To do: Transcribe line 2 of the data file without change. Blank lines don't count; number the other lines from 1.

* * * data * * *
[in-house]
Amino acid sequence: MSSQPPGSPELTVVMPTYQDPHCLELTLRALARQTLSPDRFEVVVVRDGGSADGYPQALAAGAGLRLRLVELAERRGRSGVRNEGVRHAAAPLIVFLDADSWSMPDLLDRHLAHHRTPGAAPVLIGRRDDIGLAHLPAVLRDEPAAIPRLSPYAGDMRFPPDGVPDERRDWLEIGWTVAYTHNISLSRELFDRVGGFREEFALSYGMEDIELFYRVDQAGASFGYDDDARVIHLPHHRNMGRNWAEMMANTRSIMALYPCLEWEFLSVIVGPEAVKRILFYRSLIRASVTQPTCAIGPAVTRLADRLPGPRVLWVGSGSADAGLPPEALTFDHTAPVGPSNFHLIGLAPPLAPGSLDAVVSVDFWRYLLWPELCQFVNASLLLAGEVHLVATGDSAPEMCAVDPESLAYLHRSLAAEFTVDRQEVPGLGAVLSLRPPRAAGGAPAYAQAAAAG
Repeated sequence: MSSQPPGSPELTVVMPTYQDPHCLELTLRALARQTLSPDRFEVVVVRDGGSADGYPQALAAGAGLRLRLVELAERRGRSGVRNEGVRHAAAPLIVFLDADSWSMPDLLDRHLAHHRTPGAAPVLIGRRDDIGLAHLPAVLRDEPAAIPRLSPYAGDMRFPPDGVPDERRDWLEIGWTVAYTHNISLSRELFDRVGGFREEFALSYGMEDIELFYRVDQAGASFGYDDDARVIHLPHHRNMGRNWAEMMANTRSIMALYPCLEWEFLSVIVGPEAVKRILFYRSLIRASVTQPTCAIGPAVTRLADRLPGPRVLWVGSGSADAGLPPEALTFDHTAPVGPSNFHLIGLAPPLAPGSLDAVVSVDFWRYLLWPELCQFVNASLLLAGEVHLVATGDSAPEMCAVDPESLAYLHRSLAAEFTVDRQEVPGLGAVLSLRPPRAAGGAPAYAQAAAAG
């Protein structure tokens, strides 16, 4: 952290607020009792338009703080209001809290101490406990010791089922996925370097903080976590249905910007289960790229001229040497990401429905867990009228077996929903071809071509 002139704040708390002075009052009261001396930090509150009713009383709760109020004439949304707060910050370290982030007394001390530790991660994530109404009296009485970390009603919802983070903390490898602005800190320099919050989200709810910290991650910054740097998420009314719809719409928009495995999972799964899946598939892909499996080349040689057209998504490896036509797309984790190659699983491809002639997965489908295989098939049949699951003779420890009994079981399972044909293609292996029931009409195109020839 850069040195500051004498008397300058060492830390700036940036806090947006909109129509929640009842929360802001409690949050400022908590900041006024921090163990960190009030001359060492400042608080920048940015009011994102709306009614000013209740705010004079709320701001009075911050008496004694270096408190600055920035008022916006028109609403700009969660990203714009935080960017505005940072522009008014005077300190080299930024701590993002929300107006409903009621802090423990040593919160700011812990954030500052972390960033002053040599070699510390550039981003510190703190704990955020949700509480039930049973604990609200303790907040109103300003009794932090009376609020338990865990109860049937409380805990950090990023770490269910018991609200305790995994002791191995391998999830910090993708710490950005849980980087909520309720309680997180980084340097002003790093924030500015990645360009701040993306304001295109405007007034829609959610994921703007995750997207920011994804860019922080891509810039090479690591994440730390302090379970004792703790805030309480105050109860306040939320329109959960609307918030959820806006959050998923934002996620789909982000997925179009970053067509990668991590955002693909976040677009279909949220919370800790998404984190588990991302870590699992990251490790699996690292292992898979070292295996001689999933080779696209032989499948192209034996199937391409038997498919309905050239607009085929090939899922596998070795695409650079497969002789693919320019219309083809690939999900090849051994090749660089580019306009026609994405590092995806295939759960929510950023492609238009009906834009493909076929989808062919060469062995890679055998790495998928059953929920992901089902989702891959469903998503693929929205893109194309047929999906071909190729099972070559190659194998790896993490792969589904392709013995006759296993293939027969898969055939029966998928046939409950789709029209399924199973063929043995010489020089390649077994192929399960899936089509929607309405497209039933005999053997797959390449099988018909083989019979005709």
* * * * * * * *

Amino acid sequence: MSSQPPGSPELTVVMPTYQDPHCLELTLRALARQTLSPDRFEVVVVRDGGSADGYPQALAAGAGLRLRLVELAERRGRSGVRNEGVRHAAAPLIVFLDADSWSMPDLLDRHLAHHRTPGAAPVLIGRRDDIGLAHLPAVLRDEPAAIPRLSPYAGDMRFPPDGVPDERRDWLEIGWTVAYTHNISLSRELFDRVGGFREEFALSYGMEDIELFYRVDQAGASFGYDDDARVIHLPHHRNMGRNWAEMMANTRSIMALYPCLEWEFLSVIVGPEAVKRILFYRSLIRASVTQPTCAIGPAVTRLADRLPGPRVLWVGSGSADAGLPPEALTFDHTAPVGPSNFHLIGLAPPLAPGSLDAVVSVDFWRYLLWPELCQFVNASLLLAGEVHLVATGDSAPEMCAVDPESLAYLHRSLAAEFTVDRQEVPGLGAVLSLRPPRAAGGAPAYAQAAAAG